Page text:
December 29, 2014 — The Hebrew University of Jerusalem, in partnership with Princeton University Press, the California Institute of Technology and the Tizra publishing platform, is proud to announce the launch of the Digital Einstein Papers.
The Hebrew University and Princeton University Press spent decades studying an estimated 80,000 Einstein documents. Now anyone with an Internet connection can access transcripts of thousands of Einstein’s letters, papers, postcards and diaries at the Digital Einstein Papers, which went live in December. The Digital Einstein Papers contain text transcripts that link to many high-quality digital images at the Hebrew University’s Einstein Archive Online. Launched in March 2012 by the university’s Albert Einstein Archives, and sponsored by the Polonsky Foundation UK, the Einstein Archive Online presents a complete catalog of more than 80,000 Einstein-related documents in the university’s possession, along with many high-quality digital images.
A founder of the Hebrew University and one of its most loyal supporters, Einstein bequeathed his writings and intellectual heritage to the Hebrew University, including the rights to his image.
A sampling of documents in the Digital Einstein Papers includes:
—“My Plans for the Future”: In this high school French essay, 17-year-old Einstein writes that “young people especially like to contemplate bold projects.”
—Letter to Mileva Marić: Revealing that Einstein had fathered a daughter out of wedlock, this letter expresses Einstein’s happiness at the birth of his daughter Lieserl.
—Einstein’s first job offer: After great difficulty finding academic employment, Einstein received this notice of his appointment as a clerk at the Swiss Patent Office.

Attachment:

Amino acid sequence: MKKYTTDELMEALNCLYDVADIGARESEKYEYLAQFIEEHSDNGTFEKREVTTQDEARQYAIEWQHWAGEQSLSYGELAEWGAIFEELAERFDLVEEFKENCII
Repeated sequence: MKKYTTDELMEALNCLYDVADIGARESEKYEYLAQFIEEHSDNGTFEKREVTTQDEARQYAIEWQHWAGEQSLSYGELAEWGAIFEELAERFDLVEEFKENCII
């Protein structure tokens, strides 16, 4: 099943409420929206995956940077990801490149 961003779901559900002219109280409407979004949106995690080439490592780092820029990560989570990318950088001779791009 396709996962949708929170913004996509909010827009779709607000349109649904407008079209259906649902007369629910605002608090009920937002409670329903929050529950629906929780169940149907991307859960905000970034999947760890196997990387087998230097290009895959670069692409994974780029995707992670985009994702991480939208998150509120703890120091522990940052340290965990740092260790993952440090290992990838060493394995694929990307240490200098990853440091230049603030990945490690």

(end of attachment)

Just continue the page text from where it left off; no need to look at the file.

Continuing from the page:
—The telegram and letter informing that Einstein he has won the Nobel Prize.
—A diary of his travels, including trips to Japan, Spain and a visit to Palestine.
—A statement on the future Hebrew University: “The thought that the dream of a Jewish university is now close to materialization elates me… May the university become a new shrine for our nation!”
The Digital Einstein Papers currently contain 5,000 documents covering the first 44 years of Einstein’s life, up to and including the award of the Nobel Prize in Physics and his long voyage to the Far East. Additional material will be available on the website approximately 18 months after the print publication of new volumes of The Collected Papers of Albert Einstein. Eventually, the website will provide access to all of Einstein’s writings and correspondence.
Sponsored by the Hebrew University, supported by the California Institute of Technology, and published by Princeton University Press, The Collected Papers of Albert Einstein is one of the most ambitious publishing ventures ever undertaken in the documentation of the history of science. Selected from among more than 40,000 documents contained in Einstein’s personal collection, and 15,000 Einstein and Einstein-related documents discovered by the editors since the beginning of the Einstein Project, the series will eventually contain more than 14,000 documents as full text, and will fill thirty volumes.
Prof. Menahem Ben-Sasson, President of the Hebrew University, said: “The Hebrew University has invested great efforts to make the legacy of Albert Einstein accessible to the general public. Through the Digital Einstein Papers we are proud to share with the public many fascinating aspects of Einstein’s life: from physics and science, to his personal relationships, to Israel and Zionism and of course the Hebrew University.”
Prof. Hanoch Gutfreund, Chair of the Hebrew University’s Academic Committee for the Einstein Archives, said: ”The Digital Einstein Papers is another expression of the Hebrew University’s intent to share with the entire world the cultural and intellectual heritage entrusted to us by Einstein himself.”
Dr. Roni Grosz, Curator of the Hebrew University’s Albert Einstein Archives, said: “Together with the Hebrew University’s Einstein Archive Online, the Digital Einstein Papers will serve as a primary resource for researchers and historians, scientists and students to learn more about Albert Einstein.”
The Tizra platform was selected for this project because of its highly flexible, open, and intuitive content delivery approach, and its strong reputation for reliability. Work on the Digital Einstein Papers was supported by the Harold W. McGraw, Jr. endowment, the California Institute of Technology, the National Science Foundation, the National Endowment for the Humanities and the Arcadia Fund, U.K.